More intensive sampling could also answer additional questions about range shifts, and shifts in phenology for bees in the face of climate change.
It may be heretical to mention here, but flies are also extremely important pollinators in Alaska, and we need to learn more about them! I include syrphid flies in all my surveys, but muscoid flies are another really abundant pollinator group.
What does the future of bee research and monitoring in Alaska look like, to you, and what do you hope to see when it comes to the integration between this work and changes in conservation policy and practice?
We have a lot of public land in Alaska, managed by various state and federal agencies, and I am encouraged to see that people from these agencies are coming together (e.g., the APCG) to promote an awareness of the importance of pollinators in our wild landscapes. I think this is a very important first step, in a place where charismatic vertebrate fauna really dominate research and management focus, funding, policy, and outreach. Making explicit connections between the health of wild ecosystems, including vertebrates, and pollinators is key. Grizzly bears in Denali rely on blueberries (not fish) to fatten up for winter, and we can no longer assume that bumble bees will always be humming along in sufficient numbers to meet the pollination demand, we must realize that they face threats too. The human connection is also important, for example, many people in Alaska rely on berries for their own nourishment.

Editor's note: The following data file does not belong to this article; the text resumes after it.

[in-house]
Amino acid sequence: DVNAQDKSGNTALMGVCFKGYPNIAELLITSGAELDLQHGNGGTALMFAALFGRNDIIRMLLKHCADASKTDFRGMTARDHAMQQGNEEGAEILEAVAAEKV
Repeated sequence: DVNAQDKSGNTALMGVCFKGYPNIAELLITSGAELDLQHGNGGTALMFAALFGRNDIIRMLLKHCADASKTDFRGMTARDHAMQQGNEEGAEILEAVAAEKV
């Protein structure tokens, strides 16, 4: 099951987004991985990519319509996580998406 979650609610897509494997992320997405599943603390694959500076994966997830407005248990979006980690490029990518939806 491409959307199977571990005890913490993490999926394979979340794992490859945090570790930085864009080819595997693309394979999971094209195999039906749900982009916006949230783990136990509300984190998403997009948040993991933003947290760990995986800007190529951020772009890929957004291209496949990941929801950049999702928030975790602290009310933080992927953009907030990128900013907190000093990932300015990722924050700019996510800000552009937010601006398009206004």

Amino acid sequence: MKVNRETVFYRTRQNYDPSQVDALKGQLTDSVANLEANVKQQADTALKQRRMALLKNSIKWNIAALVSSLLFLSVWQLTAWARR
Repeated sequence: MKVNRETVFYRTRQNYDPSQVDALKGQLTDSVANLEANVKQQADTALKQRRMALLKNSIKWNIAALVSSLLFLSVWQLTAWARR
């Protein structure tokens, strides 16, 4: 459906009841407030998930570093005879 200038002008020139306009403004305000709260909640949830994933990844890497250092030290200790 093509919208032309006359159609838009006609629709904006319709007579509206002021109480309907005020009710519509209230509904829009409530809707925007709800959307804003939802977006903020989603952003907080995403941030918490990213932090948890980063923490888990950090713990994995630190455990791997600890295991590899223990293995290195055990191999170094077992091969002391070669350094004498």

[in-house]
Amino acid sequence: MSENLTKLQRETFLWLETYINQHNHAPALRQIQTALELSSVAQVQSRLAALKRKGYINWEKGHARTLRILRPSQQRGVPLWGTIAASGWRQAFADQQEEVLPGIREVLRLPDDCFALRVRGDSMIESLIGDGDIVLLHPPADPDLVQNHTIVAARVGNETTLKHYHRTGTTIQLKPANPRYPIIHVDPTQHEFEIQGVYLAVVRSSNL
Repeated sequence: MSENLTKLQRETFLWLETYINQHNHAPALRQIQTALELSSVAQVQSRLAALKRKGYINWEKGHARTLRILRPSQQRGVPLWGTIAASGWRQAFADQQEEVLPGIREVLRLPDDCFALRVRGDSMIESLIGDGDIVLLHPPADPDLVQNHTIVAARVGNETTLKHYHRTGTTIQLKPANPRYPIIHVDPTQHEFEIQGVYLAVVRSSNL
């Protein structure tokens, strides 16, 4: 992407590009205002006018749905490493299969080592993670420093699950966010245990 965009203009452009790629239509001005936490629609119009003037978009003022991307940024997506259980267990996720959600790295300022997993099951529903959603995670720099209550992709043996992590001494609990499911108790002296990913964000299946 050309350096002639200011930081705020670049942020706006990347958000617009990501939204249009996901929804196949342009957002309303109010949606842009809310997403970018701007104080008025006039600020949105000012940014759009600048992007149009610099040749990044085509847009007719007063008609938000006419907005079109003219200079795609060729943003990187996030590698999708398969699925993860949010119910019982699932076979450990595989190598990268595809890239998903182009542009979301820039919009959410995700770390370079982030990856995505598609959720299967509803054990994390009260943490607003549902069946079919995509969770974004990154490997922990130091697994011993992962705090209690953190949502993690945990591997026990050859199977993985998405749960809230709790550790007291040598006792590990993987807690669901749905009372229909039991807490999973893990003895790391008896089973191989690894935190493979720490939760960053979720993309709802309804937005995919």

Within the parks where I work, there is a growing realization that we need to know more about local pollinator (and insect) diversity and be able to monitor at-risk taxa in vulnerable wildland habitats, even as it is often challenging to make direct links to management policy. In general, I hope that increased awareness about the role that pollinators play in maintaining wild ecosystems will lead to increased interest and funding for pollinator research and monitoring, and this, in turn, will help inform conservation policy.